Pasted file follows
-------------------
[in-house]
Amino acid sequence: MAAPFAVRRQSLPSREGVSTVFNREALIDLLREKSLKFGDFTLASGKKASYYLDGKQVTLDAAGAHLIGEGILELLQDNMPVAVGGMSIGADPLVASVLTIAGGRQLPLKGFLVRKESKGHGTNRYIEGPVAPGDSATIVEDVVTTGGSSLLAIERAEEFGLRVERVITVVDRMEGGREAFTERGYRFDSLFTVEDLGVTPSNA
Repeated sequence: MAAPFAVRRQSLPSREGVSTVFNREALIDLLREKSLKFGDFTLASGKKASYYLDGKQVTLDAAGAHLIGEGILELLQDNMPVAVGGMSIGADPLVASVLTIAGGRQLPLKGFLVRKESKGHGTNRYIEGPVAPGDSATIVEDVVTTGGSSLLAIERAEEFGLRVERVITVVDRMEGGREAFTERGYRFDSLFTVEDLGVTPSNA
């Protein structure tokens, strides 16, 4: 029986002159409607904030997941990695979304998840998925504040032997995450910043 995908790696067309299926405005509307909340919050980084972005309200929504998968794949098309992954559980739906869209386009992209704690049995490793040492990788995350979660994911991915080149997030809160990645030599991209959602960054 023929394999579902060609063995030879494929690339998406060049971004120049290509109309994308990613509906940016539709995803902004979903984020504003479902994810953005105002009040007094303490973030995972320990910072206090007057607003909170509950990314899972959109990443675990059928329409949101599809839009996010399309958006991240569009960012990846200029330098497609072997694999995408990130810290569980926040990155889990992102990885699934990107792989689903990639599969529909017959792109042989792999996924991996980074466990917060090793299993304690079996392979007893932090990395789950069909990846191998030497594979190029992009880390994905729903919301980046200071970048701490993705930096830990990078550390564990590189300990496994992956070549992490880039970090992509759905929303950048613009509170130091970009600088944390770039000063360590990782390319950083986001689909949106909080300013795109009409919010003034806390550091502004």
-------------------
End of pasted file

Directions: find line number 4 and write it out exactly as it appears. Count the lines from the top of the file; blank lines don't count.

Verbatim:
């Protein structure tokens, strides 16, 4: 029986002159409607904030997941990695979304998840998925504040032997995450910043 995908790696067309299926405005509307909340919050980084972005309200929504998968794949098309992954559980739906869209386009992209704690049995490793040492990788995350979660994911991915080149997030809160990645030599991209959602960054 023929394999579902060609063995030879494929690339998406060049971004120049290509109309994308990613509906940016539709995803902004979903984020504003479902994810953005105002009040007094303490973030995972320990910072206090007057607003909170509950990314899972959109990443675990059928329409949101599809839009996010399309958006991240569009960012990846200029330098497609072997694999995408990130810290569980926040990155889990992102990885699934990107792989689903990639599969529909017959792109042989792999996924991996980074466990917060090793299993304690079996392979007893932090990395789950069909990846191998030497594979190029992009880390994905729903919301980046200071970048701490993705930096830990990078550390564990590189300990496994992956070549992490880039970090992509759905929303950048613009509170130091970009600088944390770039000063360590990782390319950083986001689909949106909080300013795109009409919010003034806390550091502004």